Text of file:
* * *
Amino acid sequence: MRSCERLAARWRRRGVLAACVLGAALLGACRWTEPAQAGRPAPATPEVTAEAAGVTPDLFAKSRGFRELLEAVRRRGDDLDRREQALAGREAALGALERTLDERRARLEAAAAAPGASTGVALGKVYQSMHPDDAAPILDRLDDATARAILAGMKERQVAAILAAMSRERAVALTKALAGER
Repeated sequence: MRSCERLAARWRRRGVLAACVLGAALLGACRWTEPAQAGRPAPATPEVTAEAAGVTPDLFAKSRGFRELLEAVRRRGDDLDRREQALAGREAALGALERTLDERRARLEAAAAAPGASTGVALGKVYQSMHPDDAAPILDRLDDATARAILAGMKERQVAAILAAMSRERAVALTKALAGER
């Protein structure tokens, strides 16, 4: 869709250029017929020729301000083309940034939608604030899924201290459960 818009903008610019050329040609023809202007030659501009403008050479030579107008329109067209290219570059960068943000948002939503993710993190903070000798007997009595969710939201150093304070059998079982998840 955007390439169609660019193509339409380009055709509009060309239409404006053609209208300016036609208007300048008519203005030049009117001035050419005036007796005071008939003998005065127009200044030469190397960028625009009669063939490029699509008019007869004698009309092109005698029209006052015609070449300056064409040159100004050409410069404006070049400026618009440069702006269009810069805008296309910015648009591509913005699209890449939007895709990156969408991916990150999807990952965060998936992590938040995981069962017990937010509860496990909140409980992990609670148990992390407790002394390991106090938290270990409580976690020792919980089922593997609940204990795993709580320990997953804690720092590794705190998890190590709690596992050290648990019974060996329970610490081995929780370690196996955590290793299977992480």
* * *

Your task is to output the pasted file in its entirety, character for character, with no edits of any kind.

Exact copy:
Amino acid sequence: MRSCERLAARWRRRGVLAACVLGAALLGACRWTEPAQAGRPAPATPEVTAEAAGVTPDLFAKSRGFRELLEAVRRRGDDLDRREQALAGREAALGALERTLDERRARLEAAAAAPGASTGVALGKVYQSMHPDDAAPILDRLDDATARAILAGMKERQVAAILAAMSRERAVALTKALAGER
Repeated sequence: MRSCERLAARWRRRGVLAACVLGAALLGACRWTEPAQAGRPAPATPEVTAEAAGVTPDLFAKSRGFRELLEAVRRRGDDLDRREQALAGREAALGALERTLDERRARLEAAAAAPGASTGVALGKVYQSMHPDDAAPILDRLDDATARAILAGMKERQVAAILAAMSRERAVALTKALAGER
């Protein structure tokens, strides 16, 4: 869709250029017929020729301000083309940034939608604030899924201290459960 818009903008610019050329040609023809202007030659501009403008050479030579107008329109067209290219570059960068943000948002939503993710993190903070000798007997009595969710939201150093304070059998079982998840 955007390439169609660019193509339409380009055709509009060309239409404006053609209208300016036609208007300048008519203005030049009117001035050419005036007796005071008939003998005065127009200044030469190397960028625009009669063939490029699509008019007869004698009309092109005698029209006052015609070449300056064409040159100004050409410069404006070049400026618009440069702006269009810069805008296309910015648009591509913005699209890449939007895709990156969408991916990150999807990952965060998936992590938040995981069962017990937010509860496990909140409980992990609670148990992390407790002394390991106090938290270990409580976690020792919980089922593997609940204990795993709580320990997953804690720092590794705190998890190590709690596992050290648990019974060996329970610490081995929780370690196996955590290793299977992480």